“Beatlemania is a temporary state of mind that can only be accurately described by the state of one under its influence.”
This snippet from an old news report was re-broadcast earlier this summer on SiriusXM’s “The Beatles Channel.” Once the phrase “temporary” is removed, it serves as a mission statement of sorts for this 24/7 bastion of Fab Four–focused programming. The maniacs have the wheel, and their madness is contagious.
The Beatles Channel, which recently celebrated its one-year anniversary, has an expansive mission. First and foremost, it hopes to broaden the Beatles’ narrative to encompass nearly everyone whose orbit they touched in any way. History is written by the winners, so how did the singers who were swept off the charts by the Beatles’ British Invasion fare? You knew that John Lennon was murdered, but did you know that James Taylor lived just a block away and heard those fatal shots from his window?
“In a culture that’s emerging of playlists and randomness and algorithmically generated music, it’s interesting that at the end of the day, when you do something like this, you realize how this is not able to be duplicated algorithmically,” says Scott Greenstein, SiriusXM’s President and Chief Content Officer. “Take the greatest computer coder ever, the guy who invented ProTools, you’re still never gonna be able to program a Beatles channel this way. There’s a clear delineation: Certain things can’t be done other than by hand with people that artists trust.”
But any single-artist programming endeavor presents a challenge: How do you keep generating new content based around a finite catalog of 206 usable titles? Even Flanagan was initially skeptical that a weekly program would be able to keep Beatles fans hooked. “Really, two hours a week?” he remembers thinking when presented with the idea of co-hosting a call-in show. “You don’t think we’re gonna run out of ideas? They’re like, ‘Nope.’”
Finding extra sources of variety helps: On the Beatles Channel, canonical songs are mixed with selections from solo catalogs, hard-to-find B sides, covers from a wide variety of genres — Count Basie’s rendition of “All You Need Is Love,” for example — and even songs by non-Beatles that former Beatles contributed to in some way.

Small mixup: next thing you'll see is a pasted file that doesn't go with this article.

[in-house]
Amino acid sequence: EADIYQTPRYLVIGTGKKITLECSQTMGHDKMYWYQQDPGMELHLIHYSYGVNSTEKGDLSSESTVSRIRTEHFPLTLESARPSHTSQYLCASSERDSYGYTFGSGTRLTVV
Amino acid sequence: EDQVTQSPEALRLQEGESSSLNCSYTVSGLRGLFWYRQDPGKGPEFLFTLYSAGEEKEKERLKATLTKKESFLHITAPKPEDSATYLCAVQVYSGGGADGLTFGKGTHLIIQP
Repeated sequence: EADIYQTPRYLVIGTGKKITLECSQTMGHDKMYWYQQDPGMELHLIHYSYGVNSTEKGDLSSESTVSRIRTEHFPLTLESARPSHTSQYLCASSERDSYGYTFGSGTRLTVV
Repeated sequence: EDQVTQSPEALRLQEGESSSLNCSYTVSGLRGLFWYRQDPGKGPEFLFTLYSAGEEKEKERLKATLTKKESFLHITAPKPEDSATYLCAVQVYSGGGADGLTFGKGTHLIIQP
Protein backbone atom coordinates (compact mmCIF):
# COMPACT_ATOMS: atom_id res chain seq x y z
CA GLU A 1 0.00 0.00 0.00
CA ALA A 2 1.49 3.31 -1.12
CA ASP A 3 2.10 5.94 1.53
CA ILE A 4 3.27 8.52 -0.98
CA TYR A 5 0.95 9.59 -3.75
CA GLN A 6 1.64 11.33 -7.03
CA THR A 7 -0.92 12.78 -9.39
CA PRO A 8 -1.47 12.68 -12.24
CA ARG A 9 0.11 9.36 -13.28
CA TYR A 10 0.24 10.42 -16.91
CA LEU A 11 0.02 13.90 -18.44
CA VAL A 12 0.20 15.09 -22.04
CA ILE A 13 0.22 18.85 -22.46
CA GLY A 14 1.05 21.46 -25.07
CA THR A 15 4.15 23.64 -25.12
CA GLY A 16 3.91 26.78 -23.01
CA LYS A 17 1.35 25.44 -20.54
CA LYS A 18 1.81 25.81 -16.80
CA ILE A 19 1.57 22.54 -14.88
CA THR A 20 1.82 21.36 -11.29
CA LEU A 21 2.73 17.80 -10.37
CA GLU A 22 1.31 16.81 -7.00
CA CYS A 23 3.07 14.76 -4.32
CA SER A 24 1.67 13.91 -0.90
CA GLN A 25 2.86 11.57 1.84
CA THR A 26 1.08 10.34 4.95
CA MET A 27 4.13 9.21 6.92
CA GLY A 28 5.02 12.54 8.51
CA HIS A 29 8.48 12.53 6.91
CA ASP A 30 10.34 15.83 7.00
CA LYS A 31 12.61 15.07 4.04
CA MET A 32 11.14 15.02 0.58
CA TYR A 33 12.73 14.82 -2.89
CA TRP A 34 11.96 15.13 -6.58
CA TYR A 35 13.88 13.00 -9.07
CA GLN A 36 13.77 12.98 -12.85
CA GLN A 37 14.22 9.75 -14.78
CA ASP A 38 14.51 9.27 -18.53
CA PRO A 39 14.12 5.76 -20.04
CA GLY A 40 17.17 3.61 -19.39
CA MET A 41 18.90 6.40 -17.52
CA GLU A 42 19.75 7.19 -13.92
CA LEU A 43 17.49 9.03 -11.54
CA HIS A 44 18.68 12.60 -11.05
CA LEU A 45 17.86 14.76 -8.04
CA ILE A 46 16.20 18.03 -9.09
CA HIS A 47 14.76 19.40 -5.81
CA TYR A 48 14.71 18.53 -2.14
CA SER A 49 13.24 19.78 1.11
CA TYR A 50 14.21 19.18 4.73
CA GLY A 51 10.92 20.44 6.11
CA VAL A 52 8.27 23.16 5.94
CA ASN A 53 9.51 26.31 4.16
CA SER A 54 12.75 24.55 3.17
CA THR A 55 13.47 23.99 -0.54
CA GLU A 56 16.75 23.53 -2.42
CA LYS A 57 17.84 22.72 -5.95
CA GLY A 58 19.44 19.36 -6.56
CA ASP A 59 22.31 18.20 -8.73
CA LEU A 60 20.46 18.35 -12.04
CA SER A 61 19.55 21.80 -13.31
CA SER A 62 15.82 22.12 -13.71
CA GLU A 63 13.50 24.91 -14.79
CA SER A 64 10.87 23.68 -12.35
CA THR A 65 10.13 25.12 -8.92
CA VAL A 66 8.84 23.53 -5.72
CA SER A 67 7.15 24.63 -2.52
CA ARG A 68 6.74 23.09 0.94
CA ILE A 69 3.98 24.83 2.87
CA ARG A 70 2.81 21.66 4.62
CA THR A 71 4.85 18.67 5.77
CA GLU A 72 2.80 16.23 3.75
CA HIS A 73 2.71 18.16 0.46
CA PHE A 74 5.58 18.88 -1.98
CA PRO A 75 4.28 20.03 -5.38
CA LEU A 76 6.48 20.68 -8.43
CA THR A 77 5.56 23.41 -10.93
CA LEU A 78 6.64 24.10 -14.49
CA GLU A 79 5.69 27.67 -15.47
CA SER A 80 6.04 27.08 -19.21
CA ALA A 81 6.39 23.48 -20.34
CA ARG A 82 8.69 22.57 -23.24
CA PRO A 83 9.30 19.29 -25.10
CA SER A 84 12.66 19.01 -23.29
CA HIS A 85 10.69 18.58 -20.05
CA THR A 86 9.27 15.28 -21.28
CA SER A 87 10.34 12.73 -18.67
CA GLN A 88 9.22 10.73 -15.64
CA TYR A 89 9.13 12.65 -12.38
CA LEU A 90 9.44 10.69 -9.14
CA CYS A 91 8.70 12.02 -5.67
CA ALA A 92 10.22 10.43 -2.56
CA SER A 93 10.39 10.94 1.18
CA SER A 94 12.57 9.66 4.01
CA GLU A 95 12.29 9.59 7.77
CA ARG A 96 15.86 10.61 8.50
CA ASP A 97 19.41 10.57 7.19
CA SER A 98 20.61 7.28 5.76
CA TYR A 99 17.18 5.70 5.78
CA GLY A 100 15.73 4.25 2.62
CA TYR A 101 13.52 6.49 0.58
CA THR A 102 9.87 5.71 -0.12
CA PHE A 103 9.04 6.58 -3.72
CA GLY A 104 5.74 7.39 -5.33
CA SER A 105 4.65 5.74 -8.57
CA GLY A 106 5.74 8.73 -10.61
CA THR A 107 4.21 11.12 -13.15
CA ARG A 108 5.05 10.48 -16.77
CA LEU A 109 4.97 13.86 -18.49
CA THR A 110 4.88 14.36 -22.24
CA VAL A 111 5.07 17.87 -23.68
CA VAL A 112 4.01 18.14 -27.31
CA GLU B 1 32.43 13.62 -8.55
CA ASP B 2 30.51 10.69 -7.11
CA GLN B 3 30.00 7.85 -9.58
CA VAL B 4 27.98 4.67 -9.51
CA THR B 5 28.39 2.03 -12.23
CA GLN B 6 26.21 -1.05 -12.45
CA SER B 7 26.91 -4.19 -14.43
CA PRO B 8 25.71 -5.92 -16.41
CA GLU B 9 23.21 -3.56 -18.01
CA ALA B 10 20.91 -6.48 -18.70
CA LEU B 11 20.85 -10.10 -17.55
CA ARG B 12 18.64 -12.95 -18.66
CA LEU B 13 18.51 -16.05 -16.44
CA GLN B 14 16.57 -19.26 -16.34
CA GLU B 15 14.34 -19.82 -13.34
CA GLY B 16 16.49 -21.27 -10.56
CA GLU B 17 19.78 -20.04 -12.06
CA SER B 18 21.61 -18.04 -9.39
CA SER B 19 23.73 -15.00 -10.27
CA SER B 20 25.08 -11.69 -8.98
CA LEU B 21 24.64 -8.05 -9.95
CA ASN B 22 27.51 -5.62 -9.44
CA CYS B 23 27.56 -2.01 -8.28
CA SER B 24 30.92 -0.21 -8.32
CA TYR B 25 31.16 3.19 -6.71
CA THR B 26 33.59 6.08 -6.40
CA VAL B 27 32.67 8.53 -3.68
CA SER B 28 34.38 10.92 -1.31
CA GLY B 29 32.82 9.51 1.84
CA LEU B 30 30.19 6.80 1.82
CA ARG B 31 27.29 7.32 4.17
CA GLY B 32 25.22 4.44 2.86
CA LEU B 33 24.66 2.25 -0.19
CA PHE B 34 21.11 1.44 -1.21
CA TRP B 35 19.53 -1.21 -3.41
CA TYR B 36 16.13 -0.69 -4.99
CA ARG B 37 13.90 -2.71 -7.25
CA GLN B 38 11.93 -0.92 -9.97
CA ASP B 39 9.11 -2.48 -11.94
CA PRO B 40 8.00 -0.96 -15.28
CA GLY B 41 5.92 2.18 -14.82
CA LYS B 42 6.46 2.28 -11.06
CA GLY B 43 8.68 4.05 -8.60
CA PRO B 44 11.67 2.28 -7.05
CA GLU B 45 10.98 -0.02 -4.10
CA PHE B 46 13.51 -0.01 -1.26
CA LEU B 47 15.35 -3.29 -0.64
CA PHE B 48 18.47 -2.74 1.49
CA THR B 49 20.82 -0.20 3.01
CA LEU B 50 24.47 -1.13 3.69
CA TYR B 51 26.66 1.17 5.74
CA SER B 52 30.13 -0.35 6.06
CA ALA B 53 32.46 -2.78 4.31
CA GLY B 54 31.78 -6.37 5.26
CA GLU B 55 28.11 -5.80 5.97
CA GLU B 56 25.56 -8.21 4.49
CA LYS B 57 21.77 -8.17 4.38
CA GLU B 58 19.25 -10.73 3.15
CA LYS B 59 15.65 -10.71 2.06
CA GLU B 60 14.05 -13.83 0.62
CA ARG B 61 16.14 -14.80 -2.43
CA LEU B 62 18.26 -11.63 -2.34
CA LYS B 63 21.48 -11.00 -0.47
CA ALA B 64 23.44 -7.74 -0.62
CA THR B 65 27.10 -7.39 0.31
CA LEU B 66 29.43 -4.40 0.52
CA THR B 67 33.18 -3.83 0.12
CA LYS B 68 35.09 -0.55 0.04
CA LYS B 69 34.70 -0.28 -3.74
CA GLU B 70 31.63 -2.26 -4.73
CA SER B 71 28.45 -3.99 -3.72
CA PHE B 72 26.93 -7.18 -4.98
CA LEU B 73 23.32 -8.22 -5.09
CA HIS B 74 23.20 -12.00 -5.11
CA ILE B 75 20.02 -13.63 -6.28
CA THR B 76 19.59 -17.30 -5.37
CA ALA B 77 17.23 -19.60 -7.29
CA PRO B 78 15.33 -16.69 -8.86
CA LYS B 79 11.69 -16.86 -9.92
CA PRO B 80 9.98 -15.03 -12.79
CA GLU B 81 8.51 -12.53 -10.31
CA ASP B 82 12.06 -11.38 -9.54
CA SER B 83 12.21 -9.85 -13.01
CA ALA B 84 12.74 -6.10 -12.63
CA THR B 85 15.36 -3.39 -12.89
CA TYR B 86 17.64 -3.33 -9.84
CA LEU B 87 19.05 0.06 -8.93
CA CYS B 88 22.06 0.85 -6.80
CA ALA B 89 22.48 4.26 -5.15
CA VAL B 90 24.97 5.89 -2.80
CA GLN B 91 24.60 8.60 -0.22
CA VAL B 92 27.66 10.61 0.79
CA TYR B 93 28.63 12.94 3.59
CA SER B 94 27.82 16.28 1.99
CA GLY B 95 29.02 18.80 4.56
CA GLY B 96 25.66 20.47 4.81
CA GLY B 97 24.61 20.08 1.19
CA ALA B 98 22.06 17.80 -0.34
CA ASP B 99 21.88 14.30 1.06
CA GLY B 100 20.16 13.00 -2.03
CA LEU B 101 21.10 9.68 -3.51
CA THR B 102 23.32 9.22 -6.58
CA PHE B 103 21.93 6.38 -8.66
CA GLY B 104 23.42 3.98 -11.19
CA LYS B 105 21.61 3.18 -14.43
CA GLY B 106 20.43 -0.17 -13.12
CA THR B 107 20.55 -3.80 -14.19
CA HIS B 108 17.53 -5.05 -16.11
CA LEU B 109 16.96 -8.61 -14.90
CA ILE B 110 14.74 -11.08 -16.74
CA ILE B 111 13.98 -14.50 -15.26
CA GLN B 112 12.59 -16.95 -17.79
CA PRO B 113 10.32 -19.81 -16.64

Hosts are free to organize shows around themes of their own choosing. “At some point I had an idea for the alphabetical format,” says Asher. “By restricting yourself to one letter of the alphabet, you think not only of songs, but people and places and events and stories all connected with your letter that week. It’s an apparent restriction that actually enables you to wander more widely.”
Flanagan has experimented with several through-lines. “Just yesterday, one of the producers said to me, ‘People don’t realize how many non-Beatles records Ringo has been the drummer on,’” he recalls. “So that sent us off on a show about, Ringo played on this Clapton record, this Joe Walsh record, this Howlin’ Wolf record. There’s a show I don’t think anybody has heard before: 16 or 18 songs by various famous artists from Stephen Stills to T Bone Burnett to Tom Petty where the drummer is Ringo Starr.”
Some shows are organized around grander themes. “One of my favorites was called the ‘Let It Be’ moment,” Flanagan explains. “It was about the fact that at the same time that ‘Let It Be,’ a secular hymn, came out, Simon and Garfunkel did ‘Bridge Over Troubled Water, ‘ James Taylor did ‘Fire and Rain,’ then George [Harrison] did ‘My Sweet Lord,’ Billy Preston produced by George did ‘That’s the Way God Planned It,’ and then John answered the whole thing with ‘God,’ which was kind of a hymn for atheists. Suddenly you have a show that’s basically a theological argument from the Beatles in 1970 and 1971.”